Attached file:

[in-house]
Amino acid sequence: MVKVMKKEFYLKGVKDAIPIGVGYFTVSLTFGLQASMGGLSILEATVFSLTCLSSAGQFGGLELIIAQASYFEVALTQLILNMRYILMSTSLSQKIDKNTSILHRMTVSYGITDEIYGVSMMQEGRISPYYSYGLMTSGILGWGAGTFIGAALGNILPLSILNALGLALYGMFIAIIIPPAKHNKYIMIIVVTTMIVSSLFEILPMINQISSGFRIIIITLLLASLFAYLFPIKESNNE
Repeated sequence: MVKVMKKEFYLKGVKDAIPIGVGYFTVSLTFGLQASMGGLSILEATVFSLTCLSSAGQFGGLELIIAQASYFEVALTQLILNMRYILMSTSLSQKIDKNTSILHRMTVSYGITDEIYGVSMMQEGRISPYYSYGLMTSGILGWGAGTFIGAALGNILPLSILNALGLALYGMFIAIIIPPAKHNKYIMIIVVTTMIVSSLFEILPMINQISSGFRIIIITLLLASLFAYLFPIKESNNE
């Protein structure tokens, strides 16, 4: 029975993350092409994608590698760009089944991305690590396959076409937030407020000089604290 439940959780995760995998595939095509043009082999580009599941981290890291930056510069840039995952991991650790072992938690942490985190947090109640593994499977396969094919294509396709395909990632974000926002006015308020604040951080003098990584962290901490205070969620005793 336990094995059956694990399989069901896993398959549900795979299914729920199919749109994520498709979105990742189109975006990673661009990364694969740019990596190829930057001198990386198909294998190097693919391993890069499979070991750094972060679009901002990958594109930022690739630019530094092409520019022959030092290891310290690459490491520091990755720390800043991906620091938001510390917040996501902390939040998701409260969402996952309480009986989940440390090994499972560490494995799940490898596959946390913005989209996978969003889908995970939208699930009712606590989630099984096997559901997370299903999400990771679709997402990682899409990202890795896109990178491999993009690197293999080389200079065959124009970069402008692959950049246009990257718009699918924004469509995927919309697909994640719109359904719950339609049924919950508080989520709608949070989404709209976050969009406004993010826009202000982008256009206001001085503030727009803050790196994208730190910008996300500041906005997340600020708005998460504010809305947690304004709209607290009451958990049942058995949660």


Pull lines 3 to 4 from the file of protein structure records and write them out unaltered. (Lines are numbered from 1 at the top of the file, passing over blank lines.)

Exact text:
Repeated sequence: MVKVMKKEFYLKGVKDAIPIGVGYFTVSLTFGLQASMGGLSILEATVFSLTCLSSAGQFGGLELIIAQASYFEVALTQLILNMRYILMSTSLSQKIDKNTSILHRMTVSYGITDEIYGVSMMQEGRISPYYSYGLMTSGILGWGAGTFIGAALGNILPLSILNALGLALYGMFIAIIIPPAKHNKYIMIIVVTTMIVSSLFEILPMINQISSGFRIIIITLLLASLFAYLFPIKESNNE
């Protein structure tokens, strides 16, 4: 029975993350092409994608590698760009089944991305690590396959076409937030407020000089604290 439940959780995760995998595939095509043009082999580009599941981290890291930056510069840039995952991991650790072992938690942490985190947090109640593994499977396969094919294509396709395909990632974000926002006015308020604040951080003098990584962290901490205070969620005793 336990094995059956694990399989069901896993398959549900795979299914729920199919749109994520498709979105990742189109975006990673661009990364694969740019990596190829930057001198990386198909294998190097693919391993890069499979070991750094972060679009901002990958594109930022690739630019530094092409520019022959030092290891310290690459490491520091990755720390800043991906620091938001510390917040996501902390939040998701409260969402996952309480009986989940440390090994499972560490494995799940490898596959946390913005989209996978969003889908995970939208699930009712606590989630099984096997559901997370299903999400990771679709997402990682899409990202890795896109990178491999993009690197293999080389200079065959124009970069402008692959950049246009990257718009699918924004469509995927919309697909994640719109359904719950339609049924919950508080989520709608949070989404709209976050969009406004993010826009202000982008256009206001001085503030727009803050790196994208730190910008996300500041906005997340600020708005998460504010809305947690304004709209607290009451958990049942058995949660």